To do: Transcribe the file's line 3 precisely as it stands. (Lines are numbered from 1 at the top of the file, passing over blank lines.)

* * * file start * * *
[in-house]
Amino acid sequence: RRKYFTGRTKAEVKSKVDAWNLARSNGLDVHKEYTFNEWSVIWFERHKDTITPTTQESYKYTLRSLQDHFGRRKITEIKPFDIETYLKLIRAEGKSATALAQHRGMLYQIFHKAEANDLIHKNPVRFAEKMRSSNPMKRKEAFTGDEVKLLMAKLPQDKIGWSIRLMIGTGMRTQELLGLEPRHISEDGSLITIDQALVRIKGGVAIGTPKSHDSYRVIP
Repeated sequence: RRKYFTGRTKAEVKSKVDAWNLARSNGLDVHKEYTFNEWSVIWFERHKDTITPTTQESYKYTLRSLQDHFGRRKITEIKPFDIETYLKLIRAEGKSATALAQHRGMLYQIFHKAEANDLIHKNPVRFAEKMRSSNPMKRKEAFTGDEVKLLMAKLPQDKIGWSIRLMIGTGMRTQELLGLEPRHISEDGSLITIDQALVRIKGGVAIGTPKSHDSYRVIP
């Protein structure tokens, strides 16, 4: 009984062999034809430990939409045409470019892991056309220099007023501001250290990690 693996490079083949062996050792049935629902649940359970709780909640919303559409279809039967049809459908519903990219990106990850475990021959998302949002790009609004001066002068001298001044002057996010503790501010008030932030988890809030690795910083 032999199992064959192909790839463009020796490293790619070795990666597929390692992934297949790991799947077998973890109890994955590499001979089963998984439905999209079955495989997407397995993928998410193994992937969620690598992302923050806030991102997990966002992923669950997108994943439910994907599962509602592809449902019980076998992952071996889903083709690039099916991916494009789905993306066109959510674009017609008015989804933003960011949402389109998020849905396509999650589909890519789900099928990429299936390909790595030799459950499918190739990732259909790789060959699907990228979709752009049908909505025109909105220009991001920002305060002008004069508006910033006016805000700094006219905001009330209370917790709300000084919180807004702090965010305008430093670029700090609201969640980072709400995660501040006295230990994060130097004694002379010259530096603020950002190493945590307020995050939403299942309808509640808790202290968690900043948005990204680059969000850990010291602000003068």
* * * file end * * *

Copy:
Repeated sequence: RRKYFTGRTKAEVKSKVDAWNLARSNGLDVHKEYTFNEWSVIWFERHKDTITPTTQESYKYTLRSLQDHFGRRKITEIKPFDIETYLKLIRAEGKSATALAQHRGMLYQIFHKAEANDLIHKNPVRFAEKMRSSNPMKRKEAFTGDEVKLLMAKLPQDKIGWSIRLMIGTGMRTQELLGLEPRHISEDGSLITIDQALVRIKGGVAIGTPKSHDSYRVIP